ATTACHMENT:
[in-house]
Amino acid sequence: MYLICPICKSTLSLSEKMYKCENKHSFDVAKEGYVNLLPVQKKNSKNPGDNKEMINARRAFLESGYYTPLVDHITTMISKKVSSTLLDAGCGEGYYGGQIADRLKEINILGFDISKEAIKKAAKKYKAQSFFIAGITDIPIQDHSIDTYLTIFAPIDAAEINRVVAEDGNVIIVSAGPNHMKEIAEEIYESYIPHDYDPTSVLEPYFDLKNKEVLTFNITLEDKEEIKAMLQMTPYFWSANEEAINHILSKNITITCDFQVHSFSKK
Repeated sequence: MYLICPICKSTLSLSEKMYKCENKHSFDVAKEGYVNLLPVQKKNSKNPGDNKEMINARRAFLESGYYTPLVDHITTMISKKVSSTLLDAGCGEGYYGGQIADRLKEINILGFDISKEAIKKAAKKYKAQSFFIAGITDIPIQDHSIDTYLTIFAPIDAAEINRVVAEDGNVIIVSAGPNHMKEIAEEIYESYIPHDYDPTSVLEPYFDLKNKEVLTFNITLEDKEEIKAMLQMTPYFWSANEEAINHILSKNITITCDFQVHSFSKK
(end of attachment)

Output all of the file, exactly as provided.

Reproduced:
[in-house]
Amino acid sequence: MYLICPICKSTLSLSEKMYKCENKHSFDVAKEGYVNLLPVQKKNSKNPGDNKEMINARRAFLESGYYTPLVDHITTMISKKVSSTLLDAGCGEGYYGGQIADRLKEINILGFDISKEAIKKAAKKYKAQSFFIAGITDIPIQDHSIDTYLTIFAPIDAAEINRVVAEDGNVIIVSAGPNHMKEIAEEIYESYIPHDYDPTSVLEPYFDLKNKEVLTFNITLEDKEEIKAMLQMTPYFWSANEEAINHILSKNITITCDFQVHSFSKK
Repeated sequence: MYLICPICKSTLSLSEKMYKCENKHSFDVAKEGYVNLLPVQKKNSKNPGDNKEMINARRAFLESGYYTPLVDHITTMISKKVSSTLLDAGCGEGYYGGQIADRLKEINILGFDISKEAIKKAAKKYKAQSFFIAGITDIPIQDHSIDTYLTIFAPIDAAEINRVVAEDGNVIIVSAGPNHMKEIAEEIYESYIPHDYDPTSVLEPYFDLKNKEVLTFNITLEDKEEIKAMLQMTPYFWSANEEAINHILSKNITITCDFQVHSFSKK